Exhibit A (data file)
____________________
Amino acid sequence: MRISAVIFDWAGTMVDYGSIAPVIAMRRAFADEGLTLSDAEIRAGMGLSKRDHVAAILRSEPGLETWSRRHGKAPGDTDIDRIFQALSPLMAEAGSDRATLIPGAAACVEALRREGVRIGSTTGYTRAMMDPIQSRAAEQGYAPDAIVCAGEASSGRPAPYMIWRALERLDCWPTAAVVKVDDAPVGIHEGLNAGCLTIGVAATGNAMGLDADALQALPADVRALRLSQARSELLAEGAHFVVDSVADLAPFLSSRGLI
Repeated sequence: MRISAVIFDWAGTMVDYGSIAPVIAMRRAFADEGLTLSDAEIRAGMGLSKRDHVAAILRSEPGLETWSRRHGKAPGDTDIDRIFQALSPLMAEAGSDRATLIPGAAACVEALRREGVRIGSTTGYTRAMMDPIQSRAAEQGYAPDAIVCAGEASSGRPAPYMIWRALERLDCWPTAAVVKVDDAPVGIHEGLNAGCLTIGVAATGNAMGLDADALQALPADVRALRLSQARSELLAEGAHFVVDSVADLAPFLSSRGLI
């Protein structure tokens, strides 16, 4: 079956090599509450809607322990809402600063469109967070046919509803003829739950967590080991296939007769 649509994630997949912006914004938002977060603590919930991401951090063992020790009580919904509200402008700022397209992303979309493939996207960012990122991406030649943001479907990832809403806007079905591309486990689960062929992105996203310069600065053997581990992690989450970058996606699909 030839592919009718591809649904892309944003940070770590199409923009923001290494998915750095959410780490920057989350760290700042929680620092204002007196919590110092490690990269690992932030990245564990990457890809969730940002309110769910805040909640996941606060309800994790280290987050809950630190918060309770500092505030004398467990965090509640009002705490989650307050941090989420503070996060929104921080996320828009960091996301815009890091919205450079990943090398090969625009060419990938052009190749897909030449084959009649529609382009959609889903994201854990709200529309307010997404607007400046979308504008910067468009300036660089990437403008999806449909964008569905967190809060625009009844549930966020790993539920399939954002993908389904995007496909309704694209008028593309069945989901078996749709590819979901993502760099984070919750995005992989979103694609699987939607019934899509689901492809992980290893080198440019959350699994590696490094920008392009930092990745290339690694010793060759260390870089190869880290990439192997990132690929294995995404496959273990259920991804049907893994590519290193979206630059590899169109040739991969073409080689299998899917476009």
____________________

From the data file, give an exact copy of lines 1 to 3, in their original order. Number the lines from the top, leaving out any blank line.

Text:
Amino acid sequence: MRISAVIFDWAGTMVDYGSIAPVIAMRRAFADEGLTLSDAEIRAGMGLSKRDHVAAILRSEPGLETWSRRHGKAPGDTDIDRIFQALSPLMAEAGSDRATLIPGAAACVEALRREGVRIGSTTGYTRAMMDPIQSRAAEQGYAPDAIVCAGEASSGRPAPYMIWRALERLDCWPTAAVVKVDDAPVGIHEGLNAGCLTIGVAATGNAMGLDADALQALPADVRALRLSQARSELLAEGAHFVVDSVADLAPFLSSRGLI
Repeated sequence: MRISAVIFDWAGTMVDYGSIAPVIAMRRAFADEGLTLSDAEIRAGMGLSKRDHVAAILRSEPGLETWSRRHGKAPGDTDIDRIFQALSPLMAEAGSDRATLIPGAAACVEALRREGVRIGSTTGYTRAMMDPIQSRAAEQGYAPDAIVCAGEASSGRPAPYMIWRALERLDCWPTAAVVKVDDAPVGIHEGLNAGCLTIGVAATGNAMGLDADALQALPADVRALRLSQARSELLAEGAHFVVDSVADLAPFLSSRGLI
């Protein structure tokens, strides 16, 4: 079956090599509450809607322990809402600063469109967070046919509803003829739950967590080991296939007769 649509994630997949912006914004938002977060603590919930991401951090063992020790009580919904509200402008700022397209992303979309493939996207960012990122991406030649943001479907990832809403806007079905591309486990689960062929992105996203310069600065053997581990992690989450970058996606699909 030839592919009718591809649904892309944003940070770590199409923009923001290494998915750095959410780490920057989350760290700042929680620092204002007196919590110092490690990269690992932030990245564990990457890809969730940002309110769910805040909640996941606060309800994790280290987050809950630190918060309770500092505030004398467990965090509640009002705490989650307050941090989420503070996060929104921080996320828009960091996301815009890091919205450079990943090398090969625009060419990938052009190749897909030449084959009649529609382009959609889903994201854990709200529309307010997404607007400046979308504008910067468009300036660089990437403008999806449909964008569905967190809060625009009844549930966020790993539920399939954002993908389904995007496909309704694209008028593309069945989901078996749709590819979901993502760099984070919750995005992989979103694609699987939607019934899509689901492809992980290893080198440019959350699994590696490094920008392009930092990745290339690694010793060759260390870089190869880290990439192997990132690929294995995404496959273990259920991804049907893994590519290193979206630059590899169109040739991969073409080689299998899917476009």